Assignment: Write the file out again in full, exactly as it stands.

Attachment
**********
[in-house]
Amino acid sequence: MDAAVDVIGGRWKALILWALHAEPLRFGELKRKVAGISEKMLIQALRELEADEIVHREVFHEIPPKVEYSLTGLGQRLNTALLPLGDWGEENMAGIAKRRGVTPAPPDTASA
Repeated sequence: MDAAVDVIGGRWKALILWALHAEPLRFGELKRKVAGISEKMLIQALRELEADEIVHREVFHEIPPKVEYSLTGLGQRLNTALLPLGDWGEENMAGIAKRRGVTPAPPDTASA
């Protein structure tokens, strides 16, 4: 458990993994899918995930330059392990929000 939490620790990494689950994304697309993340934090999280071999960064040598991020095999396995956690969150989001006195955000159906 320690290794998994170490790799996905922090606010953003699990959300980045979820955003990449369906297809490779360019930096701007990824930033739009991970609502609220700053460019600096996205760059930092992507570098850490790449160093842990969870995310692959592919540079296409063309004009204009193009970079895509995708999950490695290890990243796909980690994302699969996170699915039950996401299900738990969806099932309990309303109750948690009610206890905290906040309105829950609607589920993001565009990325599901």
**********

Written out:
[in-house]
Amino acid sequence: MDAAVDVIGGRWKALILWALHAEPLRFGELKRKVAGISEKMLIQALRELEADEIVHREVFHEIPPKVEYSLTGLGQRLNTALLPLGDWGEENMAGIAKRRGVTPAPPDTASA
Repeated sequence: MDAAVDVIGGRWKALILWALHAEPLRFGELKRKVAGISEKMLIQALRELEADEIVHREVFHEIPPKVEYSLTGLGQRLNTALLPLGDWGEENMAGIAKRRGVTPAPPDTASA
């Protein structure tokens, strides 16, 4: 458990993994899918995930330059392990929000 939490620790990494689950994304697309993340934090999280071999960064040598991020095999396995956690969150989001006195955000159906 320690290794998994170490790799996905922090606010953003699990959300980045979820955003990449369906297809490779360019930096701007990824930033739009991970609502609220700053460019600096996205760059930092992507570098850490790449160093842990969870995310692959592919540079296409063309004009204009193009970079895509995708999950490695290890990243796909980690994302699969996170699915039950996401299900738990969806099932309990309303109750948690009610206890905290906040309105829950609607589920993001565009990325599901």